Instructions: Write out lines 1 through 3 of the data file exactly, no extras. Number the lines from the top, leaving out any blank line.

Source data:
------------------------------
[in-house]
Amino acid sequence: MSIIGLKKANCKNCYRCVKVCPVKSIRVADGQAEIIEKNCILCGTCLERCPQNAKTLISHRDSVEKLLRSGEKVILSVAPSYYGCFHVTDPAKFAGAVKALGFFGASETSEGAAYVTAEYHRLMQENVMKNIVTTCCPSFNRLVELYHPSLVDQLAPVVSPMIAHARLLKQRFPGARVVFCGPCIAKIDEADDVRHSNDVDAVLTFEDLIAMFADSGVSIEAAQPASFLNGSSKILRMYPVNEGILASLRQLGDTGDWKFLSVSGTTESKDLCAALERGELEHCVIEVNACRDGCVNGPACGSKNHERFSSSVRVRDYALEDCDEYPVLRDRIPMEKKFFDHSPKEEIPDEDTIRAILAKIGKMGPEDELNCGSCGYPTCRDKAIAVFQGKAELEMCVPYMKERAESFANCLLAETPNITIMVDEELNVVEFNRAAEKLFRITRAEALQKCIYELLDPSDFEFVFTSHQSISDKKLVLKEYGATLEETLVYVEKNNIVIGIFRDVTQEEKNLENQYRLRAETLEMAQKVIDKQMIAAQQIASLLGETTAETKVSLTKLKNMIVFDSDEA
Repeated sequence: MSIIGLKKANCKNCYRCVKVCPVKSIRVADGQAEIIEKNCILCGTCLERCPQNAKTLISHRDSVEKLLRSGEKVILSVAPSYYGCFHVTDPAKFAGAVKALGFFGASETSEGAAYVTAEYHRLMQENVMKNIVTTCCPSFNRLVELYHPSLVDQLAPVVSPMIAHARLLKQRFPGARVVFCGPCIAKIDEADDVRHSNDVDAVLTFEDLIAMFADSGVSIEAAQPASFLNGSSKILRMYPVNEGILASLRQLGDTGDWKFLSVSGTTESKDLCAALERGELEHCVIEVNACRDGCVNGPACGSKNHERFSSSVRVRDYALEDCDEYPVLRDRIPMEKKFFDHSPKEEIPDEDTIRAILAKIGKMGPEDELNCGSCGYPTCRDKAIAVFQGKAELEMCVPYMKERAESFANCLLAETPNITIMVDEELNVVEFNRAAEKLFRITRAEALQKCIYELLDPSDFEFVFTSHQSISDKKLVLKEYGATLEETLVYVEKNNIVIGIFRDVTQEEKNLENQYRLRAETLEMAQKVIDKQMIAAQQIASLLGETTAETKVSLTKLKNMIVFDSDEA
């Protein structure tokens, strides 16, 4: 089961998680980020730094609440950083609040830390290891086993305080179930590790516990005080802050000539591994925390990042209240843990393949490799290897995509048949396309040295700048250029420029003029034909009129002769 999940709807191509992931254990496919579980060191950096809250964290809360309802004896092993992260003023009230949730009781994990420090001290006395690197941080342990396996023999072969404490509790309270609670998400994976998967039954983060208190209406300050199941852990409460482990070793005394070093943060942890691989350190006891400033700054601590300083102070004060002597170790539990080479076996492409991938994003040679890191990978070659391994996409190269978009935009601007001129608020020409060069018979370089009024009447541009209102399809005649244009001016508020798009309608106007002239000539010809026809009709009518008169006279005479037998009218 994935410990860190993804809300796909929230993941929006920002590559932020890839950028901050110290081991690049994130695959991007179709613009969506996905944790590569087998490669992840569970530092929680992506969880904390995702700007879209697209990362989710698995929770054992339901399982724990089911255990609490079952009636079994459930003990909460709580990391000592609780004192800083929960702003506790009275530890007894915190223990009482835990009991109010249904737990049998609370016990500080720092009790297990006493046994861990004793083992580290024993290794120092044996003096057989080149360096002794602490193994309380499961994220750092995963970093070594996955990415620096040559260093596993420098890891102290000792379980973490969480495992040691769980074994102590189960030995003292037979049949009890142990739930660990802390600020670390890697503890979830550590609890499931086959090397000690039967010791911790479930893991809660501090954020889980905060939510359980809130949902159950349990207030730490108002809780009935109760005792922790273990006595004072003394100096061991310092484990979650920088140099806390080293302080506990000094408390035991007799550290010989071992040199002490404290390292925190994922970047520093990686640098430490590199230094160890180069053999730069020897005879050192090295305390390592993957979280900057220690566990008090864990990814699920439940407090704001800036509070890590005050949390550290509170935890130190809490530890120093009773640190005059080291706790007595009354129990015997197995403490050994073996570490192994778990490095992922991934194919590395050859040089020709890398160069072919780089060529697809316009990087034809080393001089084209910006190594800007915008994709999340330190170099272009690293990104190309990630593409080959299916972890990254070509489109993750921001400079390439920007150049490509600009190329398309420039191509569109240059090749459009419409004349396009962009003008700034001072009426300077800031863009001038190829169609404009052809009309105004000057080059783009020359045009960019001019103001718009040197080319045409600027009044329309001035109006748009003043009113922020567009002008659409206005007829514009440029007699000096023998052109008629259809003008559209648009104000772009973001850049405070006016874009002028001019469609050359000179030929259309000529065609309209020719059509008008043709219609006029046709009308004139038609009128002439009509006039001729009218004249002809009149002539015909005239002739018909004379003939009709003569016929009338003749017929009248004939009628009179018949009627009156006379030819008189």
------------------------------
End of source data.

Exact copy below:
[in-house]
Amino acid sequence: MSIIGLKKANCKNCYRCVKVCPVKSIRVADGQAEIIEKNCILCGTCLERCPQNAKTLISHRDSVEKLLRSGEKVILSVAPSYYGCFHVTDPAKFAGAVKALGFFGASETSEGAAYVTAEYHRLMQENVMKNIVTTCCPSFNRLVELYHPSLVDQLAPVVSPMIAHARLLKQRFPGARVVFCGPCIAKIDEADDVRHSNDVDAVLTFEDLIAMFADSGVSIEAAQPASFLNGSSKILRMYPVNEGILASLRQLGDTGDWKFLSVSGTTESKDLCAALERGELEHCVIEVNACRDGCVNGPACGSKNHERFSSSVRVRDYALEDCDEYPVLRDRIPMEKKFFDHSPKEEIPDEDTIRAILAKIGKMGPEDELNCGSCGYPTCRDKAIAVFQGKAELEMCVPYMKERAESFANCLLAETPNITIMVDEELNVVEFNRAAEKLFRITRAEALQKCIYELLDPSDFEFVFTSHQSISDKKLVLKEYGATLEETLVYVEKNNIVIGIFRDVTQEEKNLENQYRLRAETLEMAQKVIDKQMIAAQQIASLLGETTAETKVSLTKLKNMIVFDSDEA
Repeated sequence: MSIIGLKKANCKNCYRCVKVCPVKSIRVADGQAEIIEKNCILCGTCLERCPQNAKTLISHRDSVEKLLRSGEKVILSVAPSYYGCFHVTDPAKFAGAVKALGFFGASETSEGAAYVTAEYHRLMQENVMKNIVTTCCPSFNRLVELYHPSLVDQLAPVVSPMIAHARLLKQRFPGARVVFCGPCIAKIDEADDVRHSNDVDAVLTFEDLIAMFADSGVSIEAAQPASFLNGSSKILRMYPVNEGILASLRQLGDTGDWKFLSVSGTTESKDLCAALERGELEHCVIEVNACRDGCVNGPACGSKNHERFSSSVRVRDYALEDCDEYPVLRDRIPMEKKFFDHSPKEEIPDEDTIRAILAKIGKMGPEDELNCGSCGYPTCRDKAIAVFQGKAELEMCVPYMKERAESFANCLLAETPNITIMVDEELNVVEFNRAAEKLFRITRAEALQKCIYELLDPSDFEFVFTSHQSISDKKLVLKEYGATLEETLVYVEKNNIVIGIFRDVTQEEKNLENQYRLRAETLEMAQKVIDKQMIAAQQIASLLGETTAETKVSLTKLKNMIVFDSDEA